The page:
”Most viruses don’t invade the nervous system or the developing fetus due to blood-brain and placental barriers, but the association with improper brain development in fetuses suggest Zika does,” Sirohi says “It is not clear how Zika gains access to these cells and infects them, but these areas of structural difference may be involved. These unique areas may be crucial and warrant further investigation.”

The team also discovered differences between Zika and other flaviviruses, including a glycosylation site that protrudes from the surface of the virus. A carbohydrate molecule consisting of various sugars is attached to the viral protein surface at this site, and could be linked to viral infection and transmission.

In many other viruses it has been shown that as a virus projects a glycosylation site outward, an attachment receptor molecule on the surface of a human cell recognizes the sugars and binds to them, according to Kuhn.

“If this site functions as it does in dengue and is involved in attachment to human cells, it could be a good spot to target an antiviral compound,” Rossmann says. “If this is the case, perhaps an inhibitor could be designed to block this function and keep the virus from attaching to and infecting human cells.”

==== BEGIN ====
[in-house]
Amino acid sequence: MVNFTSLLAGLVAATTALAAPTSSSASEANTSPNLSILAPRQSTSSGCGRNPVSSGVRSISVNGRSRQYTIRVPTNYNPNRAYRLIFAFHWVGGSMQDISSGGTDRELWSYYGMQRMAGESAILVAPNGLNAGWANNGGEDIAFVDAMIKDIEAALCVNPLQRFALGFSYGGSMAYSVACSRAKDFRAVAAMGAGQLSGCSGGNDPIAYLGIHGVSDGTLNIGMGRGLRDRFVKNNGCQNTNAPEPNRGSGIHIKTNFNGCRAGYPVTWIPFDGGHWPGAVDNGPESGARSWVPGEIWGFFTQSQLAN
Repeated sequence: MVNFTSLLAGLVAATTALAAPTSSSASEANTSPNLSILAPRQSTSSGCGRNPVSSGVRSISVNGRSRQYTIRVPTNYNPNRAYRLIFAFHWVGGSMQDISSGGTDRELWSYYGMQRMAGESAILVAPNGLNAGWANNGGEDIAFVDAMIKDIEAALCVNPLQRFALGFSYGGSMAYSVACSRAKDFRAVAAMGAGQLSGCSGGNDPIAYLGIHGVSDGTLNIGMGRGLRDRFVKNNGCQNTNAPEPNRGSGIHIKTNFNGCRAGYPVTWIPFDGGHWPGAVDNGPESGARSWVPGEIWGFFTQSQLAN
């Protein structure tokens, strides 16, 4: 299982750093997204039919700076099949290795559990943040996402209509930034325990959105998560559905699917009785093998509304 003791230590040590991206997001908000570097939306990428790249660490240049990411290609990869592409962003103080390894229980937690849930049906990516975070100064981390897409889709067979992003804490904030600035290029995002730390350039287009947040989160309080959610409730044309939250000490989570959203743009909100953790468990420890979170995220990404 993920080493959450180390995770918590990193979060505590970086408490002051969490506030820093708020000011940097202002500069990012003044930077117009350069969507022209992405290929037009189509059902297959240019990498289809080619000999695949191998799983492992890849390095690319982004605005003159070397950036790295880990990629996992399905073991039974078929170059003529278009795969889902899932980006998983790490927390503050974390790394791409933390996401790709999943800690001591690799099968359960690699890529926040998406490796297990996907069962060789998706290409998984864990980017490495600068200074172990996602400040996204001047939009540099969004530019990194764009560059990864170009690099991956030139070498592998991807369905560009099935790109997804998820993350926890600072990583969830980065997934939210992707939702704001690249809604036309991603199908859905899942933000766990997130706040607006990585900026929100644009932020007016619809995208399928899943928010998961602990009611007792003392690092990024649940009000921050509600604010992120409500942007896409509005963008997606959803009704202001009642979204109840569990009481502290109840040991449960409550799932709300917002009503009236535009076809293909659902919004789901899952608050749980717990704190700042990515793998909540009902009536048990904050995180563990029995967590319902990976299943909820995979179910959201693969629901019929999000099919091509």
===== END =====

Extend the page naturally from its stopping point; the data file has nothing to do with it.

In the majority of infected individuals symptoms are mild and include fever, skin rashes and flulike illness, according to the World Health Organization (WHO), but Zika virus has been associated with both Guillain-Barré syndrome, an autoimmune disease that can lead to temporary paralysis, and microcephaly, a birth defect that causes brain damage and an abnormally small head in babies born to mothers infected during pregnancy.

Researchers at Florida State University, Johns Hopkins University and Emory University were the first to associate Zika’s link to microcephaly with more than anecdotal evidence. The team infected neural stem cells, stored them at cryogenic temperatures and then began monitoring them for changes.

Prof. Tang and graduate student Sarah Ogden in a lab at FSU. Image: Florida State University